In 2017, New Jersey was fifth out of seven states with 15.6 percent of its population possessing a graduate or professional degree. In comparison, Massachusetts’ graduate and professional degree holders represented 19.5 percent of its population.

New Jersey does fare well in the Rate of Entrepreneurs regionally, with 340 adults starting a business for every 100,000 people in the state in 2017. That’s second in the region behind New York, which totaled 360 business starters per 100,000 adults.

New Jersey’s startup density was 76.1 per 1,000 employer firms in 2017, good for third in the region behind New York (83.3 per 1,000 firms) and Delaware (77 per 1,000 firms).

In 2017, New Jersey ranked fourth in the region with more than 8,600 patents issued. Massachusetts (more than 15,000 patents issued) and New York (nearly 14,700 patents issued) held a decided advantage.

From 2015 to 2016, New Jersey experienced a 0.44 percent increase in total businesses – which is sixth in the region. Delaware enjoyed a 2.03 percent increase in total businesses during that span.

New Jersey finished last out of seven regional states in NJBIA’s 2018 Regional Business Climate analysis, which scores metrics such as each state’s minimum wage, top income tax rate, top corporate tax rate, sales tax rate, property tax paid percentage and unemployment tax rate.

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New Jersey is the 8th Least Affected by the Government Shutdown – WalletHub Study

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the staff of the Ridgewood blog 

Ridgewood NJ, With the U.S. government closed for business for the 21st time since 1976, this time with a partial shutdown, the personal-finance website WalletHub today released its report on the States Most & Least Affected by the 2019 Government Shutdown to add some hard data to all the rhetoric.

WalletHub compared the 50 states and the District of Columbia in terms of five key metrics, ranging from each state’s share of federal jobs to federal contract dollars per capita to the share of families receiving food stamps.

Impact of the Government Shutdown on New Jersey (1=Most Affected, 25=Avg.):

45th – Share of Federal Jobs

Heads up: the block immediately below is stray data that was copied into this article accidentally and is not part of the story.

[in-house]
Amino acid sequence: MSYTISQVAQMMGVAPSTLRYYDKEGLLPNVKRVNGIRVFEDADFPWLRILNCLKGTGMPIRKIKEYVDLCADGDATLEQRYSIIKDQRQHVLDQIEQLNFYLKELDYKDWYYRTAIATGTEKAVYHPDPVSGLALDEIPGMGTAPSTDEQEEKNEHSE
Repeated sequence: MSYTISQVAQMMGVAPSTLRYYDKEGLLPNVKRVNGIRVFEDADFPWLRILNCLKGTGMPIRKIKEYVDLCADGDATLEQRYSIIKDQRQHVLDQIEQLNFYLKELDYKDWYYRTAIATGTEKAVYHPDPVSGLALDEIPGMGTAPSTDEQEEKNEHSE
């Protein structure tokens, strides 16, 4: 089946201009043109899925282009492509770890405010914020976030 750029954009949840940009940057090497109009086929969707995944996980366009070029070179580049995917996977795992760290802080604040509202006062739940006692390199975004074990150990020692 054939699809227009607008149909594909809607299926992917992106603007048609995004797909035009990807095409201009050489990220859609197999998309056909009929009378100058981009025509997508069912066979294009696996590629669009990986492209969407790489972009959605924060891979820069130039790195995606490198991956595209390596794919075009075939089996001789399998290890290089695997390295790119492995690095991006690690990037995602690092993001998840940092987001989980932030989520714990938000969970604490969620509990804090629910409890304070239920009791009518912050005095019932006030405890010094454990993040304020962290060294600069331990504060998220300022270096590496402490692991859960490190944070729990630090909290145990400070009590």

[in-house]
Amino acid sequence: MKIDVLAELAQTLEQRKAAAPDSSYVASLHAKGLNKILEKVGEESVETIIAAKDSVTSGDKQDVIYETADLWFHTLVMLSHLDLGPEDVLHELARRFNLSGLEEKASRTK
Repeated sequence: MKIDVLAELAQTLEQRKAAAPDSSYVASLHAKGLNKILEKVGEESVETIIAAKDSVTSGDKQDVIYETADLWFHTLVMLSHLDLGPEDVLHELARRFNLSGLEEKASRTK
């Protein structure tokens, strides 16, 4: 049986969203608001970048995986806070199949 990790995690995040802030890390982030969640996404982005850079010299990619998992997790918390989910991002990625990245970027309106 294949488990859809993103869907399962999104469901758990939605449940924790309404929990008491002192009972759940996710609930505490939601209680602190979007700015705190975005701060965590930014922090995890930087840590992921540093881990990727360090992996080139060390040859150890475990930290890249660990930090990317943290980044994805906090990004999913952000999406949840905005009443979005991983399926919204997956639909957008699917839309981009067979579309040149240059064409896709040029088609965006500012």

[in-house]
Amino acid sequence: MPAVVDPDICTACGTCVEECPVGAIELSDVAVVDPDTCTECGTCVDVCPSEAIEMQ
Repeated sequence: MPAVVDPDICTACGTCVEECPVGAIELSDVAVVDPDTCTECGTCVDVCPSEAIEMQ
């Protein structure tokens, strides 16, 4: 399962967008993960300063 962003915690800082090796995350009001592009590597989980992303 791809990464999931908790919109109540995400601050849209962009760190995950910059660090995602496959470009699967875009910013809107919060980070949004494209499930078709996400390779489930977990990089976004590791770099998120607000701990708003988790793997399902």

31st – Federal Contract Dollars Per Capita
39th – Access to National Parks
43rd – % of Families Receiving SNAP (Food Stamps)

To view the full report, please visit:
https://wallethub.com/edu/government-shutdown-report/1111/

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State Police Investigate Fatal Crash that Killed Four on the Garden State Parkway

the staff of the Ridgewood blog

Dover Township NJ, The New Jersey State Police are investigating a two-car crash that killed Kevin Quispe-Prieto, 21, of Beachwood, N.J., Jimmy Quispe-Prieto, 23, Victor Lugo, 24, and Robert Ordenana, 23, all of Lakewood, N.J., earlier this morning in Dover Township, Ocean County.

At 2:50 a.m., troopers responded to the report of a crash involving a sedan and a tanker truck southbound on the Garden State Parkway at milepost 81.5. Based on the preliminary investigation, Kevin Quispe-Prieto was driving an Infiniti G37 sedan in the right lane when he struck the rear of the truck. As a result of the collision, all four occupants sustained fatal injuries and were pronounced deceased at the scene. The driver of the truck sustained minor non-life-threatening injuries.

The cause of the crash is still under investigation. No additional information is available at this time.

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Former NYPD Commissioner Bernard Kerik Calls NJ Gun Mag Law That Disarms Police ,”Insane”

the staff of the Ridgewood blog

Trenton NJ, According to NJ.com, Governor Phil Murphy (D) signed the bill into law in June, which also states that an officer may not be convicted of a criminal offense if he or she voluntarily surrenders a weapon in question.

Former NYPD Commissioner Bernard Kerik said Sunday on Fox & Friends that the law is not only “outrageous,” it also puts officers at risk.”You’re taking the ability away from the cops to possess the rounds they may need in a gun battle. … That’s insane,” he said.

The law applies to New Jersey residents as well as off-duty officers, and Kerik said Murphy has essentially taken guns “away from the people” of the state.”It’s one thing if you violate a rule of a department,” Kerik added. “But this is a law. A criminal law, and it makes you, then, a criminal. So, this is just crazy.”